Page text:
Losing The Trade War: America’s Trade Deficit at a Ten Year High

Donald Trump stated that trade wars as a good thing and are “easy to win”, but the end of year statistics for 2018 tell a considerably different story. Not only was America’s year end trade deficit with China at an all time high of -$419.2 billion, but the total US trade deficit finished at a ten year high of -$621 billion. Additionally, the US ran up record deficits both with the European Union and with neighbouring Mexico. Clearly, Donald Trump’s protectionist onslaught that was supposed to decrease America’s multiple trade deficits has not achieved its intended outcome. The inverse is in fact true.

Due to the inter-connected nature of the modern global economy, protectionist measures do little more than sever one’s own economy from mutually dependent supply chains whilst cutting off domestic producers from lucrative foreign markets that are forced to levy retaliatory tariffs. Finally, as tariffs are a tax on imported goods, trade wars have the effect of creating consumer price inflation on goods that most consumers in a country like the United States can scarcely go without. In this sense, protectionism is equally bad for exporters, consumers and domestic manufacturers that rely heavily on international supply chains in order to produce their finished goods.

The Global Times recently reported that according to the latest figures, the trade war against China could cost the average US consumer upwards of $850 extra per annum.  All the while, US farmers are being artificially subsidised by the American taxpayer to let their unsold crops rot after losing their once valued Chinese customers. At the same time, the manufacturing sector that was supposed to be aided by the trade war continues to slump.  While it is true that industrial jobs are up overall in the United States, this is mainly in domestic industries like utilities and mining, not in industries that create durable manufactured goods, such as the automotive industry, to name but one important example.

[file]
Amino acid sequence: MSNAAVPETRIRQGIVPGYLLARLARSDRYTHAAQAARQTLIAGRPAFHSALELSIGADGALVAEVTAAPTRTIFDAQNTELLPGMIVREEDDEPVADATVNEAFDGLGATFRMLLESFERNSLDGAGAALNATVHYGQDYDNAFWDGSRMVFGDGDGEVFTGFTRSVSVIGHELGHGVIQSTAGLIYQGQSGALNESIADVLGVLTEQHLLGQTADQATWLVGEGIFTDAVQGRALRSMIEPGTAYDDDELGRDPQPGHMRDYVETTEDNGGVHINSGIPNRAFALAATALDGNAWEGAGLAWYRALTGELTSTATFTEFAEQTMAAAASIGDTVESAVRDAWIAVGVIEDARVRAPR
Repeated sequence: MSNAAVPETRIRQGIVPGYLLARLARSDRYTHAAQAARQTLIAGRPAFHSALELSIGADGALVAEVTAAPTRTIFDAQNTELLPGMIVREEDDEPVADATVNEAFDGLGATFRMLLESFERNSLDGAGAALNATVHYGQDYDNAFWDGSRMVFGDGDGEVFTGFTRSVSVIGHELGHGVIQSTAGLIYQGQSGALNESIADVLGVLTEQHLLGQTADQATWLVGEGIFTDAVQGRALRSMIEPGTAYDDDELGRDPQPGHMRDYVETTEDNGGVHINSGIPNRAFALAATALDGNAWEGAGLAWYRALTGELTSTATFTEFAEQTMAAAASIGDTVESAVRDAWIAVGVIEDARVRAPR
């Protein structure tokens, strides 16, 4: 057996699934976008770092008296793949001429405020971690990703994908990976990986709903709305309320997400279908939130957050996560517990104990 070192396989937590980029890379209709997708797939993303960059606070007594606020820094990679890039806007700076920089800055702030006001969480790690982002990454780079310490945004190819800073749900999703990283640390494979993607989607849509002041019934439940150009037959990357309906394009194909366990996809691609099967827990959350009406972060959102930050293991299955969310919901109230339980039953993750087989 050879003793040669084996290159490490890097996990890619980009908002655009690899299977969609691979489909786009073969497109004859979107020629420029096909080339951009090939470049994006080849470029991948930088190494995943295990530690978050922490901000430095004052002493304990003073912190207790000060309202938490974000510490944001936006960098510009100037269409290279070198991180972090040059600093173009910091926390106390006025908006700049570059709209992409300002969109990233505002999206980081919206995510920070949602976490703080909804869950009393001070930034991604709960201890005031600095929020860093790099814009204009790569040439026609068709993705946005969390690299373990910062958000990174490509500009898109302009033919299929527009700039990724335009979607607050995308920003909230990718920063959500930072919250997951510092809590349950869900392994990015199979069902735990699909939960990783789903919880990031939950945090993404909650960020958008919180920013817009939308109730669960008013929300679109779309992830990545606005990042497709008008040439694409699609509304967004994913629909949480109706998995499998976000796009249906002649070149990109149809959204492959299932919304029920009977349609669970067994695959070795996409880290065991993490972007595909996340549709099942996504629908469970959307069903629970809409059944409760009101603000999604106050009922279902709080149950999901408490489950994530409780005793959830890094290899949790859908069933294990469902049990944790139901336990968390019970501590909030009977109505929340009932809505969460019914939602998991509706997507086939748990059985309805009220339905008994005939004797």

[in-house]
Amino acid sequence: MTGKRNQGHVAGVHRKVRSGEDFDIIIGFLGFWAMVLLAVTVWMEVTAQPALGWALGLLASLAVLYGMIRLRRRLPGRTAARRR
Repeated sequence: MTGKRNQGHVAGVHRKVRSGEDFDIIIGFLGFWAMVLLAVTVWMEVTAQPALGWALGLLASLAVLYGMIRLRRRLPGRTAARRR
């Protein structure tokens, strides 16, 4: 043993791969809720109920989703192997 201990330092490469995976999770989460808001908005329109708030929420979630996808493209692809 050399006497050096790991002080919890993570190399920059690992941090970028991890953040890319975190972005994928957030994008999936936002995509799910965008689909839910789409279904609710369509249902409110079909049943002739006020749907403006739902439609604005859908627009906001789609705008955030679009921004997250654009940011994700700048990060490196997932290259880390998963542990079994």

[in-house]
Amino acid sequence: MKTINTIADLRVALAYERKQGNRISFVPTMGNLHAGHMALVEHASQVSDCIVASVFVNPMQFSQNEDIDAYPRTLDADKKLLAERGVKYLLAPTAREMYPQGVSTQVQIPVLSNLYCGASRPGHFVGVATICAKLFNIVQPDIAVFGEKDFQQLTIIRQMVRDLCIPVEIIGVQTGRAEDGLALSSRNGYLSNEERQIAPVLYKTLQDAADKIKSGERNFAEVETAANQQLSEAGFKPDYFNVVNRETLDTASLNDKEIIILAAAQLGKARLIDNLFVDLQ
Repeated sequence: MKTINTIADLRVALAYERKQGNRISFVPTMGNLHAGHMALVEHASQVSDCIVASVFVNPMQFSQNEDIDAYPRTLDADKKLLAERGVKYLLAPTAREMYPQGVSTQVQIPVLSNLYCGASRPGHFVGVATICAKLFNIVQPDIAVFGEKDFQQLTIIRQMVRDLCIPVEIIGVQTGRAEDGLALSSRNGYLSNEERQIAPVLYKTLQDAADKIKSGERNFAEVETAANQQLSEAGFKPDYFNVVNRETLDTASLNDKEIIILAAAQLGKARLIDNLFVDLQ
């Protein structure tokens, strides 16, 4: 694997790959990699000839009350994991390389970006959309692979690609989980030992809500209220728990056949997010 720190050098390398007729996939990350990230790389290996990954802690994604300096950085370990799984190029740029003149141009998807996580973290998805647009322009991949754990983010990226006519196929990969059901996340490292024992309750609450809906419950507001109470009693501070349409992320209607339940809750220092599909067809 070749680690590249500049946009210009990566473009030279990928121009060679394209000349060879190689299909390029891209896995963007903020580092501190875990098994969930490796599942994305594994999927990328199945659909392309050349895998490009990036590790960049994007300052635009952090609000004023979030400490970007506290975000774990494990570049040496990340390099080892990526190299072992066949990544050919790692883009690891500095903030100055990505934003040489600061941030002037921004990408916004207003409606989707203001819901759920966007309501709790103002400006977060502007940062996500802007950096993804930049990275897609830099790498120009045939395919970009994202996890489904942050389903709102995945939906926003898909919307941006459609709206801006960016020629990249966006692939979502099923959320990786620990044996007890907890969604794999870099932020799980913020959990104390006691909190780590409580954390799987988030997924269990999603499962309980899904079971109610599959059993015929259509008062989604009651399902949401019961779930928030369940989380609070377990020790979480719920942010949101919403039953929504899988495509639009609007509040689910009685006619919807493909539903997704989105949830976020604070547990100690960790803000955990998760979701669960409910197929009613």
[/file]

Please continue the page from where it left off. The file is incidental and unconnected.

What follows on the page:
Thus, in spite of the US feeling the pain of the trade war, US producers and consumers have yet to receive any of the alleged benefits associated with protectionism. Those who were in business during the late 1980s will recognise some of these trends. In 1985, the US, Japan, Britain, West Germany and France signed the disastrous Plaza Accord.  The goal of the Accord was to increase the allegedly undervalued Japanese Yen against the Dollar. The process was supposed to make US goods more attractive to a Japanese (and western European) market that did not want them, while also helping to end Japan’s large trade deficit with the US by virtue of making Japanese goods more expensive for American consumers, whilst simultaneously making American goods cheaper for export markets.

The result was that the US Dollar became weak, thus leading to inflation that punished both savers and consumers in America, while in Japan, easy credit spurred by low interest rates aimed at reducing the rocketing value of the Yen, caused an overheated asset bubble that burst in the early 1990s, thus ushering in a decade of total stagnation for a once vibrant Asian economy.

And yet in spite of all of the unintended (but foreseeable) woe associated with the Plaza Accord, it did nothing to stop Japan’s trade surplus with the US, all it did was made both goods and raw materials more expensive at the point of purchase for Americans.

The trade war with China is largely having the same effects, even though Trump has decided to create inflated prices with taxation (tariffs) rather than by lowing the value of the Dollar in the pocket of the American consumer. The end result however is the same. Manipulating the market through devaluing currencies, taxing the consumer or over-regulating enterprise simply does not change the real life needs of businesses of all sizes nor of consumers.

The only way to reduce the size of trade deficits is to create mutual free trading deals, the kind that China is now making with economic partners around the world, in-line with China’s aim to open its markets to more imported goods and foreign capital than at any time in the history of the PRC. Secondly, one needs to produce goods that are attractive to foreign buyers. As China is a bigger market for US made luxury cars than the US itself, anything other than a robust bilateral trade agreement with China will represent a lose-lose scenario for businesses and consumers in both countries, but particularly in the United States.

Contrary to what Donald Trump stated last year, trade wars are not easy to win. In fact, the statistics show that the US has clearly lost the trade war during its first year of its existence. Only a speedy win-win resolution to the trade war can help to mitigate the negative effects wrought by Donald Trump’s protectionist zeal. Thus far, the trade war has failed to achieve any positive goals whilst the negative impacts of protectionism have already become self-evident.

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